The Case for Unlimited Atonement Pt. 1

In the next series of posts, I have compiled biblical verses, commentaries, and responses from various Christian scholars and/or apologists showing why the belief that Christ died only for the elect is not biblical teaching.

On the meaning and extent of the word “Many”

 Here are a few examples where many can and does mean all:

“Behold, my servant shall act wisely; he shall be high and lifted up, and shall be exalted.  As many were astonished at you—his appearance was so marred, beyond human semblance, and his form beyond that of the children of mankind—so shall he sprinkle many nations; kings shall shut their mouths because of him; for that which has not been told them they see, and that which they have not heard they understand.” Isaiah 52:13-15

Who would deny that many nations here mean all the nations in light of the fact that the book of Revelation explicitly says that there isn’t a nation which Christ hasn’t come to redeem?

“And they sang a new song: You are worthy to take the scroll and to open its seals, because You were slaughtered, and You redeemed men for God by Your blood from EVERY tribe and language and people and nation. You made them a kingdom and priests to our God, and they will reign on the earth.” Revelation 5:9-10

“After this I looked, and there was a vast multitude from EVERY nation, tribe, people, and language, which no one could number, standing before the throne and before the Lamb. They were robed in white with palm branches in their hands. And they cried out in a loud voice: Salvation belongs to our God, who is seated on the throne, and to the Lamb! All the angels stood around the throne, the elders, and the four living creatures, and they fell facedown before the throne and worshiped God, saying: Amen! Blessing and glory and wisdom and thanksgiving and honor and power and strength be to our God forever and ever. Amen. Then one of the elders asked me, “Who are these people robed in white, and where did they come from?’ I said to him, ‘Sir, you know.’ Then he told me: These are the ones coming out of the great tribulation. They washed their robes and made them white in the blood of the Lamb. For this reason they are before the throne of God, and they serve Him day and night in His sanctuary. The One seated on the throne will shelter them: They will no longer hunger; they will no longer thirst; the sun will no longer strike them, nor will any heat. For the Lamb who is at the center of the throne will shepherd them; He will guide them to springs of living waters, and God will wipe away every tear from their eyes.” Revelation 7:9-17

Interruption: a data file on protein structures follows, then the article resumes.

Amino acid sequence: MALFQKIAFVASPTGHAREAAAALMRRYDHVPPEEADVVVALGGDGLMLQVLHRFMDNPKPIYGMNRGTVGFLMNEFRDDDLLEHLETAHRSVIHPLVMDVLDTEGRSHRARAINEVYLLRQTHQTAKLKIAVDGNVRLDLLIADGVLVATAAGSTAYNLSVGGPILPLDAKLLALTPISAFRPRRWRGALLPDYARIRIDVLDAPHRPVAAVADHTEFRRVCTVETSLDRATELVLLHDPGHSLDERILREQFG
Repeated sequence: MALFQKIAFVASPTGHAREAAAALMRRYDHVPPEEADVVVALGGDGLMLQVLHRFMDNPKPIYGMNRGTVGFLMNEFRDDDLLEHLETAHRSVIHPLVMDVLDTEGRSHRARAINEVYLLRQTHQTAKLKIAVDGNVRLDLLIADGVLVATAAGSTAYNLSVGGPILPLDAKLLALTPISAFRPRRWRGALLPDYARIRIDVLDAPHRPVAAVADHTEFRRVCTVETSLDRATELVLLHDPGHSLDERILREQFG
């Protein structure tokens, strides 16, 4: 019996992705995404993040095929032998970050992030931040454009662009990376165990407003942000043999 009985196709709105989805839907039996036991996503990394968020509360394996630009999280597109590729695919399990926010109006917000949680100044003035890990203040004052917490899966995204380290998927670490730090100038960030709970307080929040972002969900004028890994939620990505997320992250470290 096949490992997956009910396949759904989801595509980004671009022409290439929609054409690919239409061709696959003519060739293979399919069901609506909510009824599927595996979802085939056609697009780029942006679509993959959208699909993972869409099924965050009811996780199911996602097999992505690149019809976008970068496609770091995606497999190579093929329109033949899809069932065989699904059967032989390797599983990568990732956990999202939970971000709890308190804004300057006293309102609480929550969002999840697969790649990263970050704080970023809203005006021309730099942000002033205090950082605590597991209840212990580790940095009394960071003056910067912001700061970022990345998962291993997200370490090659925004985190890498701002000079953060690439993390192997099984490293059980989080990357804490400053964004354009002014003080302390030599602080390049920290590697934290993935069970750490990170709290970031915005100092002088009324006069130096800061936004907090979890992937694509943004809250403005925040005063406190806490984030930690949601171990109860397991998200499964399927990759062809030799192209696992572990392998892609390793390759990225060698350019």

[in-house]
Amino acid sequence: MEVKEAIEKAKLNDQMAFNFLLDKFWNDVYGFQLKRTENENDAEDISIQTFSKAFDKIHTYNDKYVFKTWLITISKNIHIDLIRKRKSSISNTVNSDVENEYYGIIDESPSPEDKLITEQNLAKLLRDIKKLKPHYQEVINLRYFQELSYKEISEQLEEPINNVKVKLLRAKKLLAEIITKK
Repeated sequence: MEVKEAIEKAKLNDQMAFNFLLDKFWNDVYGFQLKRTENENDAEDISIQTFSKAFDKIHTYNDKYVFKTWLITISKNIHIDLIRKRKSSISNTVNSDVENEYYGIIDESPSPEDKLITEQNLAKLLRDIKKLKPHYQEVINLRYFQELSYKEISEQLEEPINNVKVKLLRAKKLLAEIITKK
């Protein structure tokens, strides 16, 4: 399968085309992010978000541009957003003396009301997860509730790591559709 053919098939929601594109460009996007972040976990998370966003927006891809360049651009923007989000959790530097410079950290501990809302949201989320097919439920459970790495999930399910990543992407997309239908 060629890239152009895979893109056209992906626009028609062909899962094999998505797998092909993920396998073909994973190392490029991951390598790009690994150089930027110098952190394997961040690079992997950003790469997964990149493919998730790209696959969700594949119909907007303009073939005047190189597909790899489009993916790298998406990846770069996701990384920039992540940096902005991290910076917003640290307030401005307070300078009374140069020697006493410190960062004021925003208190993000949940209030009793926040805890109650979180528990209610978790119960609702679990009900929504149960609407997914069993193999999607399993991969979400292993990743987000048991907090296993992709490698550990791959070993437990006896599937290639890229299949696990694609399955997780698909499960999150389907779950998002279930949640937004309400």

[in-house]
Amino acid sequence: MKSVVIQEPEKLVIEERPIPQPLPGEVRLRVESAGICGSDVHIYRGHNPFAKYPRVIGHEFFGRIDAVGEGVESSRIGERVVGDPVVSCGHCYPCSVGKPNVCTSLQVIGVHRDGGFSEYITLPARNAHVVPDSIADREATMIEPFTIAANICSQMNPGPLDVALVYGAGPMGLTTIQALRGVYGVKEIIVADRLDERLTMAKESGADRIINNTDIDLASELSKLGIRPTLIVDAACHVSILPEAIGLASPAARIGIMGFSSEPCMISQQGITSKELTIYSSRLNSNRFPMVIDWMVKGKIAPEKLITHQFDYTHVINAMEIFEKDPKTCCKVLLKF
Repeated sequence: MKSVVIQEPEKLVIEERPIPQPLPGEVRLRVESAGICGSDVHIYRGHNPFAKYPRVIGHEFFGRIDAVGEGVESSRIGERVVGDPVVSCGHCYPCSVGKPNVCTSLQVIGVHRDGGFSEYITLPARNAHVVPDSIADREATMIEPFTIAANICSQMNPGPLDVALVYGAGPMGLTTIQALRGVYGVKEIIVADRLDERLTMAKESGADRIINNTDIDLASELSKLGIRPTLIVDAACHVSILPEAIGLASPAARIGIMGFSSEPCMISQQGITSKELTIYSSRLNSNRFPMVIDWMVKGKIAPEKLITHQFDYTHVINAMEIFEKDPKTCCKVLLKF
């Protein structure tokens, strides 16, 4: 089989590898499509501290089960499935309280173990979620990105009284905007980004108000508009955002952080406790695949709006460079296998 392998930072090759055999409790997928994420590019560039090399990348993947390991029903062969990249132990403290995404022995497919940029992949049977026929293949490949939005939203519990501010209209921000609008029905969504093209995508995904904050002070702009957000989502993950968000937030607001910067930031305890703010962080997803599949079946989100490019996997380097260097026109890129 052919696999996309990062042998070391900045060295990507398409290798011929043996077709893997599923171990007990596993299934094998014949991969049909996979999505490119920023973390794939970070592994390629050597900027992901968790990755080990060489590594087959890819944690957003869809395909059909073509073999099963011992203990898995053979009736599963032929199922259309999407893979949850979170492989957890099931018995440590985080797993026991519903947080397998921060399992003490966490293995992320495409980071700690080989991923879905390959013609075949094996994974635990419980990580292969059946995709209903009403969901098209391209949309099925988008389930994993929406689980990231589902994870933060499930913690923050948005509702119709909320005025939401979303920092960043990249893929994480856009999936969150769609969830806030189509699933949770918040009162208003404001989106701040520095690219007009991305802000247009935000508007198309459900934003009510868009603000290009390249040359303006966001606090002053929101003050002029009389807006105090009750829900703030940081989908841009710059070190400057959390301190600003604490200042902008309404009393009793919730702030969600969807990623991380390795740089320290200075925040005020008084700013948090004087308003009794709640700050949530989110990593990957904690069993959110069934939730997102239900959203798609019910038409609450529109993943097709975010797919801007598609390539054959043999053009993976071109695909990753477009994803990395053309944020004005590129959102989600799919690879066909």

And yet Isaiah 53 says that he bore the sins of the many which, in context, must refer to the nations which he sprinkles:

“Yet He Himself bore OUR sicknesses, and He carried OUR pains; but we in turn regarded Him stricken, struck down by God, and afflicted. But He was pierced because of OUR transgressions, crushed because of OUR iniquities; punishment for OUR peace was on Him, and we are healed by His wounds. WE ALL went astray like sheep; WE ALL have turned to our own way; and the LORD has punished (laid on) Him for the iniquity of US ALL. He was oppressed and afflicted, yet He did not open His mouth. Like a lamb led to the slaughter and like a sheep silent before her shearers, He did not open His mouth. He was taken away because of oppression and judgment; and who considered His fate? For He was cut off from the land of the living; He was struck because of the transgression of my people. They made His grave with the wicked and with a rich man at His death, although He had done no violence and had not spoken deceitfully. Yet the LORD was pleased to crush Him severely. When You make Him a offering for guilt, He will see His seed, He will prolong His days, and by His hand, the LORD’s pleasure will be accomplished. He will see it out of His anguish, and He will be satisfied with His knowledge. My righteous Servant will justify MANY, and He will carry THEIR iniquities. Therefore I will give Him the many as a portion, and He will receive the mighty as spoil, because He submitted Himself to death, and was counted among the transgressors; yet He bore the sin of many and interceded for the transgressors.” Isaiah 53:5-12

In the following passages, we are told that all the sick came to Jesus to be healed and that they were many:

“That evening after sunset the people brought to Jesus all the sick and demon-possessed. The whole town gathered at the door, and Jesus healed many who had various diseases. He also drove out many demons, but he would not let the demons speak because they knew who he was.” Mark 1:32-34